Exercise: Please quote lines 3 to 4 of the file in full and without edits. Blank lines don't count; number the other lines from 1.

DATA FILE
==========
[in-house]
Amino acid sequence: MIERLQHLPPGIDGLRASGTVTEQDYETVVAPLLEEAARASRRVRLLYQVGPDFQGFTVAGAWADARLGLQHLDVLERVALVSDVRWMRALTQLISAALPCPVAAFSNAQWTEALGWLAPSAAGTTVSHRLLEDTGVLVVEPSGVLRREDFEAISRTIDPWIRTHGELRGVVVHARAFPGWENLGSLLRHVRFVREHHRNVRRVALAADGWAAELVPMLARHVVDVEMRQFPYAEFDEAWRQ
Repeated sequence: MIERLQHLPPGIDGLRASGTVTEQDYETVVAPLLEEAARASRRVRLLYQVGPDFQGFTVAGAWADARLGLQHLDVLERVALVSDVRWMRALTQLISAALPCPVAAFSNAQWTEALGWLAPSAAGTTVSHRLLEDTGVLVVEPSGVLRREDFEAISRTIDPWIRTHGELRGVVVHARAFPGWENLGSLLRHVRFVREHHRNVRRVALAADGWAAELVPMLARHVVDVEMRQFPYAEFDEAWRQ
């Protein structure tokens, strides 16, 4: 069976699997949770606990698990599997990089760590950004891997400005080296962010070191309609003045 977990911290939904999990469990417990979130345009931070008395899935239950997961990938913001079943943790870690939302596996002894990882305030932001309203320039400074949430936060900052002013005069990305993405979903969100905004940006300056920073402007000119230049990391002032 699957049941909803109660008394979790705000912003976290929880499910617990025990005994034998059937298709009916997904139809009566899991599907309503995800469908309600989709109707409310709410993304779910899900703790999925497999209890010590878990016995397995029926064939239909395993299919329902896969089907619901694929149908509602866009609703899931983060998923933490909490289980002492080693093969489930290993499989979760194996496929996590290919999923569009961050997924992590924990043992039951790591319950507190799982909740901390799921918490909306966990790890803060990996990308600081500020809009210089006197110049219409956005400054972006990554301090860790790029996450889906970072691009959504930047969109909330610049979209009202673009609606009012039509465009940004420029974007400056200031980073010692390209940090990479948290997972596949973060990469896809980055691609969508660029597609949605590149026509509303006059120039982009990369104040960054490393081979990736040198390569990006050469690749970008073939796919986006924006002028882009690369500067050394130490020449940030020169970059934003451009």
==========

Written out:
Repeated sequence: MIERLQHLPPGIDGLRASGTVTEQDYETVVAPLLEEAARASRRVRLLYQVGPDFQGFTVAGAWADARLGLQHLDVLERVALVSDVRWMRALTQLISAALPCPVAAFSNAQWTEALGWLAPSAAGTTVSHRLLEDTGVLVVEPSGVLRREDFEAISRTIDPWIRTHGELRGVVVHARAFPGWENLGSLLRHVRFVREHHRNVRRVALAADGWAAELVPMLARHVVDVEMRQFPYAEFDEAWRQ
């Protein structure tokens, strides 16, 4: 069976699997949770606990698990599997990089760590950004891997400005080296962010070191309609003045 977990911290939904999990469990417990979130345009931070008395899935239950997961990938913001079943943790870690939302596996002894990882305030932001309203320039400074949430936060900052002013005069990305993405979903969100905004940006300056920073402007000119230049990391002032 699957049941909803109660008394979790705000912003976290929880499910617990025990005994034998059937298709009916997904139809009566899991599907309503995800469908309600989709109707409310709410993304779910899900703790999925497999209890010590878990016995397995029926064939239909395993299919329902896969089907619901694929149908509602866009609703899931983060998923933490909490289980002492080693093969489930290993499989979760194996496929996590290919999923569009961050997924992590924990043992039951790591319950507190799982909740901390799921918490909306966990790890803060990996990308600081500020809009210089006197110049219409956005400054972006990554301090860790790029996450889906970072691009959504930047969109909330610049979209009202673009609606009012039509465009940004420029974007400056200031980073010692390209940090990479948290997972596949973060990469896809980055691609969508660029597609949605590149026509509303006059120039982009990369104040960054490393081979990736040198390569990006050469690749970008073939796919986006924006002028882009690369500067050394130490020449940030020169970059934003451009």